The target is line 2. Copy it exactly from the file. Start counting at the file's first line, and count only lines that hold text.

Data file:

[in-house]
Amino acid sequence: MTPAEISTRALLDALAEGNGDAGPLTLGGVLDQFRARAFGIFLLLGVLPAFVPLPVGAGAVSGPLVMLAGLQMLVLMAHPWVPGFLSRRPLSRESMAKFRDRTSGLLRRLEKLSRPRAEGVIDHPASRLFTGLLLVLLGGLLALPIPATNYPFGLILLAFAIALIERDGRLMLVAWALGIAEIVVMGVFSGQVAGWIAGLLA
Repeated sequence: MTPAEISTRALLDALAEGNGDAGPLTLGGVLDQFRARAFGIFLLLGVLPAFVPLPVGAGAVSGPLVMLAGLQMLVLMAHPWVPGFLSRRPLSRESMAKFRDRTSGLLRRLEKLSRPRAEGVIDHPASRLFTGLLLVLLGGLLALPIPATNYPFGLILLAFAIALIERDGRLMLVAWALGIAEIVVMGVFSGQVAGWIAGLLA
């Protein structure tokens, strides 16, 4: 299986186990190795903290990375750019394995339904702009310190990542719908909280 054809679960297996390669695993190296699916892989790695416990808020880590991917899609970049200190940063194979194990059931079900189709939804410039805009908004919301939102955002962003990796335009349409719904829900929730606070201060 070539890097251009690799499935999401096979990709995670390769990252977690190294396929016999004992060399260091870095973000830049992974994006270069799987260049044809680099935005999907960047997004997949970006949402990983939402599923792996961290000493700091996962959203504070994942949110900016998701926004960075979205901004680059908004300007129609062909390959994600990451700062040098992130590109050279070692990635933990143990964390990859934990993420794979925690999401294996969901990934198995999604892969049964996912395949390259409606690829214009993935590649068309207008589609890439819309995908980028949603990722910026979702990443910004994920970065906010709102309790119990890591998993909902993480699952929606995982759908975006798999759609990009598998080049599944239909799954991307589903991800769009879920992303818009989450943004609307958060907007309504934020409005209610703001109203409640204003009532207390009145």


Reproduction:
Amino acid sequence: MTPAEISTRALLDALAEGNGDAGPLTLGGVLDQFRARAFGIFLLLGVLPAFVPLPVGAGAVSGPLVMLAGLQMLVLMAHPWVPGFLSRRPLSRESMAKFRDRTSGLLRRLEKLSRPRAEGVIDHPASRLFTGLLLVLLGGLLALPIPATNYPFGLILLAFAIALIERDGRLMLVAWALGIAEIVVMGVFSGQVAGWIAGLLA